- FOP in the module catalogue
- FPP in the module catalogue
- Announcements on Moodle (announcements will be emailed to you automatically; login required)
- Moodle discussion forum (please ask questions here or in the lecture; login required)
- Venanzio Capretta's website for this module (last year)

- Nicolai's lecture notes (after each lecture, I will try to write up what we have done and make these notes available here)
- Venanzio's lecture notes

Log of the lecture:

- Lecture 1 --- 31 Jan 2018 --- Nicolai --- discussed syntax and semantics; specified the syntax of a simple language of arithmetical expressions via a Backus-Naur form and via derivation rules; gave one possible denotational semantic
- Lecture 2 --- 01 Feb 2018 --- Nicolai --- continued with the simple language; gave an example of a possible operational semantic; proved confluence for our language and discussed that confluence can fail for other languages
- Lecture 3 --- 07 Feb 2018 --- Nicolai --- introduction to Agda; see the Agda file linked below (in section "Agda")
- Lecture 4 --- 08 Feb 2018 --- Nicolai --- discussed G54FPP projects; normal form theorem for our laguage of arithmeitcal epressions; part of proof of statement that "[[e]] is value => e reduces to value"
- Lecture 5 --- 14 Feb 2018 --- Nicolai --- induction principle for the language of arithmetical expressions, use it to prove the theorem ([[e]] = True => e ->* t) and ([[e]] = False => e ->* f) and ([[e]] = n => e -> s(s(...(s z)...)))
- Lecture 6 --- 15 Feb 2018 --- Nicolai --- implemented operational semantics in Agda, see Agda file linked below
- Lecture 7 --- 21 Feb 2018 --- Venanzio --- introduction to λ-calculus
- Lecture 8 --- 22 Feb 2018 --- Venanzio --- data structures in λ-calculus: Church Numerals
- Lecture 9 --- 28 Feb 2018 --- Venanzio --- abstract syntax trees, substitution, Booleas and pairs
- Lecture 10 --- 1 Mar 2018 --- Venanzio --- recursion in λ-calculus, Y combinator
- Lecture 11 --- 7 Mar 2018 --- Venanzio --- simply typed λ-calculus
- Lecture 12 --- 8 Mar 2018 --- Venanzio --- System T
- Lecture 13 --- 14 Mar 2018 --- Venanzio --- Recursive types - Inductive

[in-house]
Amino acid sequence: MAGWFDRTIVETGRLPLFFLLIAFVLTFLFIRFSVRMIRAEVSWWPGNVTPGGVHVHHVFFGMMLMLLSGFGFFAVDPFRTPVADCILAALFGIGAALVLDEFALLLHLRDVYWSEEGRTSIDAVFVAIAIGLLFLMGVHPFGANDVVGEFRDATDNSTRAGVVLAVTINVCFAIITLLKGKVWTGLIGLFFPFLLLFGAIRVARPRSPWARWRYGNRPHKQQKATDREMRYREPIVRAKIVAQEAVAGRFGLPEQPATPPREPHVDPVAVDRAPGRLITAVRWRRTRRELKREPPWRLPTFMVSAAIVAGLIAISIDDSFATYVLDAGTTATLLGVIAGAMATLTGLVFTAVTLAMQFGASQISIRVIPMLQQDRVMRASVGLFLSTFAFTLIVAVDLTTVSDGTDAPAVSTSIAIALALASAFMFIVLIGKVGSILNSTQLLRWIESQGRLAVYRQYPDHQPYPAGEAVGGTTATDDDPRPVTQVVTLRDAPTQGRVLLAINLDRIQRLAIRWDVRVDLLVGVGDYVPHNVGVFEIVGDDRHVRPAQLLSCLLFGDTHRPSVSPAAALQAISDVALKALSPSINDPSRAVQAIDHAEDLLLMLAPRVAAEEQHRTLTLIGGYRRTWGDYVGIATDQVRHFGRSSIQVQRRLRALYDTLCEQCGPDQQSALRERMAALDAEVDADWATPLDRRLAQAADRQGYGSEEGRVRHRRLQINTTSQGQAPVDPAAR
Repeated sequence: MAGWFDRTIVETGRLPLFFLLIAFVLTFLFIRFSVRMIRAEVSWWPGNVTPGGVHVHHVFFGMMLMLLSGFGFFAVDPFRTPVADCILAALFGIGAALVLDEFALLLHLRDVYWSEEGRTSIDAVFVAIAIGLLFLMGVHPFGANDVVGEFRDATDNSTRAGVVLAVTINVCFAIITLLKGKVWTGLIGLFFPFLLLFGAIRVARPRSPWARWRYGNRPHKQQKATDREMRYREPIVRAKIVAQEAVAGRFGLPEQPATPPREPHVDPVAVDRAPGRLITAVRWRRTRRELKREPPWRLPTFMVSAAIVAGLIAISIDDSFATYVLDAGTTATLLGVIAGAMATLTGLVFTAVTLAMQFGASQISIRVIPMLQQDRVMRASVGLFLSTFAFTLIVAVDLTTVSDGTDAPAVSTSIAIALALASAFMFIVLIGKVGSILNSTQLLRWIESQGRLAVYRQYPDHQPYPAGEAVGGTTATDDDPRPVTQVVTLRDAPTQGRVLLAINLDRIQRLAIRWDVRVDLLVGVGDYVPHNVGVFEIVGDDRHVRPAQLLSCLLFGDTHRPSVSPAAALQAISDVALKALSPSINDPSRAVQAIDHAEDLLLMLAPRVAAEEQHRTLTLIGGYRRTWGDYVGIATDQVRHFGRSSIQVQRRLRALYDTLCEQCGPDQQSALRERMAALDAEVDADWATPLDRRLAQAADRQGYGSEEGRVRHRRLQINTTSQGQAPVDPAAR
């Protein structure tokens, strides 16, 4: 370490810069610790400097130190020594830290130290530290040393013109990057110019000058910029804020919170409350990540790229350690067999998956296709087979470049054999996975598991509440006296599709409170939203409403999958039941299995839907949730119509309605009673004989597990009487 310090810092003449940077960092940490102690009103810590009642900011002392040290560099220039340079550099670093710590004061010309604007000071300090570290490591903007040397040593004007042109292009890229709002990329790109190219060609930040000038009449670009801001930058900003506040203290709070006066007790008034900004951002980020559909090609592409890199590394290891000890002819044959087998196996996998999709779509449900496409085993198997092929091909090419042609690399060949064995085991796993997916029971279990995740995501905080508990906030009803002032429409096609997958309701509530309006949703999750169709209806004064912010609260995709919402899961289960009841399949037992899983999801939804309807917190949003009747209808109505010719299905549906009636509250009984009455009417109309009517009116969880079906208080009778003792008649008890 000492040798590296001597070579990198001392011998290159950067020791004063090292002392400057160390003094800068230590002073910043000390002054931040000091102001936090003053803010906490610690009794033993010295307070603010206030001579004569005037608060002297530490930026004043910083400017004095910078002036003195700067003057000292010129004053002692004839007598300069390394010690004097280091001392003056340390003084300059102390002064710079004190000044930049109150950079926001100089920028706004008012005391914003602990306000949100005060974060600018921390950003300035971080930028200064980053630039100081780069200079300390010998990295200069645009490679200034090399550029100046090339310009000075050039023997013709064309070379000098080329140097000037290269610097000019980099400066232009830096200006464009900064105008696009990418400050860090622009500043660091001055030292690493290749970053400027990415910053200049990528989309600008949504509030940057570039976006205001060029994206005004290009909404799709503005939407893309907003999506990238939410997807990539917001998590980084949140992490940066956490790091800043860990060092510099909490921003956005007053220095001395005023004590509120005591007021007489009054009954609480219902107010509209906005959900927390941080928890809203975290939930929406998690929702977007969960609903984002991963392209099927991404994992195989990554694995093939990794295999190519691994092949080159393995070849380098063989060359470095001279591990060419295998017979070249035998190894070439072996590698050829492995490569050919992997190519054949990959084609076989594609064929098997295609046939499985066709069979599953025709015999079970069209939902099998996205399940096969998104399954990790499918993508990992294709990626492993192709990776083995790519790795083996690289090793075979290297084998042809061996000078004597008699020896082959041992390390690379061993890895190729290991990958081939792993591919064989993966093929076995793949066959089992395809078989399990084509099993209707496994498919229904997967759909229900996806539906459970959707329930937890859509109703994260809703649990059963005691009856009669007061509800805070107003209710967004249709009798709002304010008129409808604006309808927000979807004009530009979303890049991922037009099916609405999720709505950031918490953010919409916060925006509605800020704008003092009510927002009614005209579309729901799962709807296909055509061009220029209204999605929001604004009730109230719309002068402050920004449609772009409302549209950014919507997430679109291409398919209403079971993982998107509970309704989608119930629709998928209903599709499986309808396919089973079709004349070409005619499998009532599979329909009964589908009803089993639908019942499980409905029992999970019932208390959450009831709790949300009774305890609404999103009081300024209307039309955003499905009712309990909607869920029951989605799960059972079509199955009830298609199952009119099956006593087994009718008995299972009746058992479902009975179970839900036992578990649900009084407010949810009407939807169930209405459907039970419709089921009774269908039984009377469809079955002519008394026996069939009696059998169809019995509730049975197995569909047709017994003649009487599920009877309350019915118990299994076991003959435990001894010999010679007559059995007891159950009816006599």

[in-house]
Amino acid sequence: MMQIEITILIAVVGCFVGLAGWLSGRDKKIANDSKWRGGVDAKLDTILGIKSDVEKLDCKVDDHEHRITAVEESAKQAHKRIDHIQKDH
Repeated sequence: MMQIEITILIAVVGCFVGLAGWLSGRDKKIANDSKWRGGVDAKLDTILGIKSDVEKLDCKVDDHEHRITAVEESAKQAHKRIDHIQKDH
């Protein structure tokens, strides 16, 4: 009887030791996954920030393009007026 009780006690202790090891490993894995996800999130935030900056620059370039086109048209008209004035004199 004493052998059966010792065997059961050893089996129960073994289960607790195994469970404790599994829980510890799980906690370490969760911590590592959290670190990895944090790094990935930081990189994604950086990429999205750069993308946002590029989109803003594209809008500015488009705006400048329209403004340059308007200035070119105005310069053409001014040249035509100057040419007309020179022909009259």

- Lecture 14 --- 15 Mar 2018 --- Venanzio --- CoInductive types
- Lecture 15 --- 21 Mar 2018 --- Venanzio --- (Initial) Algebras and (Final) Coalgebras
- Lecture 16 --- 22 Mar 2018 --- Venanzio --- System F
- Lecture 17 --- 25 Apr 2018 --- Venanzio --- Review of Type Systems
- Lecture 18 --- 2 May 2018 --- Nicolai --- Basics of System F
- Lecture 19 --- 3 May 2018 --- Nicolai --- Revision of main topics, exam preparation; final lecture of the module

- Test 1, Wednesday 2 May 2018
- Test 2, Wednesday 9 May 2018
- Test 3, Wednesday 16 May 2018

- Agda wiki
- Agda documentation (installation and much more)
- Agda on GitHub (install development version)
- Agda standard library on GitHub

- Lecture 3: as html (view in browser) and as .agda (open in emacs)
- Lecture 6: as html (view in browser) and as .agda (open in emacs)

- See Venanzio's recommendations and lecture notes
- For semantics: see Andrew Pitt's website (includes detailed notes)
- For Agda: see the links given above, and Thorsten Altenkirch's course
- ... (will be added later when we discuss other topics)

This module can be taken in addition to G54FOP. It gives you the opportunity to learn more about a specific topic that is related to FOP. Your task is to:

- Choose a topic: this can be one that I suggest (see below), or one that you come up with yourself.
- Work on the topic: this can include an Agda formalisation and/or literature work, depending on what you have chosen.
- Write a report on what you have done or found out: it should be understandable for your FOP classmates.
- Give a presentation for the rest of the class.

- Formalise the confluence result for operational semantics (lecture 2).
- Formalise the connection between denotational and operational semantics (lecture 4; easier than lecture 2).
- Formalise the pidgeonhole principle.
- Formalise confluence for the lambda calculus (hard).
- Formalise different sorting algorithms.
- Formally prove that there are infinitely many primes.
- Suggest your own formalisation project (e.g. basic automaton theory, graph theory, ...).

- Primitive recursion and the Ackermann function.
- An introduction to Martin-Lof type theory.
- An introduction to automata theory.
- Any of the topics on Venanzio's website.
- Suggest your own topic (e.g. cryptography, blockchain, ...).